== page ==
Life Lessons and the Cycle of Violence

a critical response by Jessica Faucher

Life Lessons (1989) is a short film directed by Martin Scorsese.  The story takes place in New York City.  Lionel Dobie, a famous artist, is well known for his paintings.  People who love this field see him as a model and someone very important. Paulette is his “assistant” and ex-‘friend with benefits’.  The message conveyed by this film is powerful and at the same time almost shocking. The film highlights verbal manipulation and verbal violence in all its horror.  The director used several techniques to convey his powerful message including types of shots, colors, dialogue, and editing.

Dialogue is a very important aspect of this film.  Throughout the film, Lionel uses a lot of his dialogue to manipulate Paulette so we can clearly identify, what we call in nursing, “the cycle of violence.”  The cycle is proposed by Walker (1979) and includes three recurring phases.  The three phases are demonstrated in this film.  “Phase 1 is the internal buildup of tensions as a result of the abuser not knowing how to verbalize inner feelings” (Halter 535).  In the movie, he can not have sex with her which frustrates him a lot and during their chic evenings, Paulette talks to men and it makes him very jealous.  Therefore, this feeling of loss of control over Paulette builds up tension inside him.

After the first stage, Lionel falls into the second.  He converts dysphoria into verbal abuse through the assertion that it is Paulette’s fault.  This stage two, called “tension-building,” is characterized by verbal abuse (“I’m under pressure”, “You’re not good”, “Where you are gonna go?” “Who cares about your work?” “I’m the lion,” etc.), pushing (pushing her into the closet, making fun of her, etc.), and minor incidents.  Lionel tries to reduce his tension by painting, and this is very characteristic to this stage.

After that, the stage called “acute battering” is starting.  This is when the abuser explodes (when he attacks her ex-boyfriend, prevents her from talking to other guys, etc.)  Directly after an extreme aggressive episode of manipulation or physical violence, the abuser promises anything to get the victim back (“I will do anything for you,” “I love you,” etc.)  This phase coincides with the “honeymoon” phase, which is characterized by kindness, loving words, gifts, and promises (he bought her a beautiful dress, made promises).

Throughout the film, Paulette believes the promises, feels needed and loved so she drops her plan to get out of this relationship.  As an example, 18:00 minutes after the beginning of the film, she calls her mom to say that she wants to go back to school and get out of New York and a few minutes later she changes her mind because she sees Lionel painting. Often in toxic relationships like theirs, victims focus only on the qualities of their abuser (for Lionel it is painting).  Unfortunately, if the cycle doesn’t break, it will repeat itself again and again. The victim’s self-esteem will become more and more eroded (Paulette always asks Lionel’s opinion) and the chance that the victim gets out of this relationship by themselves becomes more and more improbable (Halter 535).  When they are in the honeymoon phase, Paulette is always filmed in a high angle so that we see her as a fragile or manipulated person.  On the other hand, Lionel is captured with a low angle shot which makes him look superior to Paulette.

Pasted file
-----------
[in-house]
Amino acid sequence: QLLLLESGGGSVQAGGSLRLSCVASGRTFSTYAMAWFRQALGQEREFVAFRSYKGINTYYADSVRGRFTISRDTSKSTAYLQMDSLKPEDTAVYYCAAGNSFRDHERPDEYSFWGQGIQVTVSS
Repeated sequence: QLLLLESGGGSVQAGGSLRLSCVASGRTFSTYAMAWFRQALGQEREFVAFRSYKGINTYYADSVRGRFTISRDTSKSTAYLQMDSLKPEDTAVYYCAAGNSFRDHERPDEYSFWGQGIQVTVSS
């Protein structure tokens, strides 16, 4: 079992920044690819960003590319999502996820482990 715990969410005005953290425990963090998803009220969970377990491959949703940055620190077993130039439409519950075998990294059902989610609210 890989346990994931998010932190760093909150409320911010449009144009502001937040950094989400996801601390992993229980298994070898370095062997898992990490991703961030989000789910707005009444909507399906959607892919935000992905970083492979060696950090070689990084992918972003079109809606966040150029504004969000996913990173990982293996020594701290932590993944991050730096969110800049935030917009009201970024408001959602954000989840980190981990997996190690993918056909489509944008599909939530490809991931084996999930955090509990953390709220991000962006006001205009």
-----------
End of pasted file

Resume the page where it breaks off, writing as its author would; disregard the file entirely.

Moreover, the director used the color red to represent sex, romance, and temptation.  When the red light in Paulette’s room is on this means that Lionel is in a phase where he wants to have sex with her.  Also, when Paulette is having sex with the young artist Reuben Toro, we can observe the red light in her room.  Furthermore, at the beginning when Lionel tries to have sex with her, the lights are very low and the room is dark.  The darkness of the room brings a sense of sexuality.  When Paulette told Lionel that she does not want him back and that they are not going to have sex, the red light is hidden by a sheet.  Also, the music that Lionel puts at this moment is very intense and “aggressive” (“The Night Time is The Right Time” of Ray Charles) in contrast with the other music during the film.  At this moment, it’s a point of view shot as though we are the painting.  I thought it was very well done because we felt as if we were a woman looked at by him.  Not long after, there were many closeups of the red paint.  We were able to hear the paint on the canvas and it was a reminder of the sexual trait of this film.  Later in the film, when Paulette is supposedly sleeping with the other man, there is a closeup on Lionel, but more precisely on his filth.  His filth makes a link with the fact that he is a “piece of sh*t” and that clearly, he does not deserve her.  Thereafter, there is a medium shot of him looking at Paulette’s window and the audience can understand that the only thing that he is thinking about is her.

In the end, when Paulette begins to realize the truth, there are no more high angles of Paulette and low angles of Lionel as if Lionel’s dominance were leaving.  At the very end, there is a closeup on the skin of a new woman… he found another victim.  Through the words of Lionel, we know that the cycle will restart with another woman now that Paulette is gone.

Finally, this film was very intense in emotions.  The director did his job well and the message was very clear.  Most of the abusers are valued by their community, and are people who look good, but you cannot judge by appearance.  As demonstrated in the film, if the abuser does not seek help, the circle will start over and over again. 

Works Cited

Halter, M. J., Pollard, C. L. & Jakubec, S. L. (2019). Varcarolis’s canadian psychiatric mental health nursing: A clinical approach (second edition). Elsevier.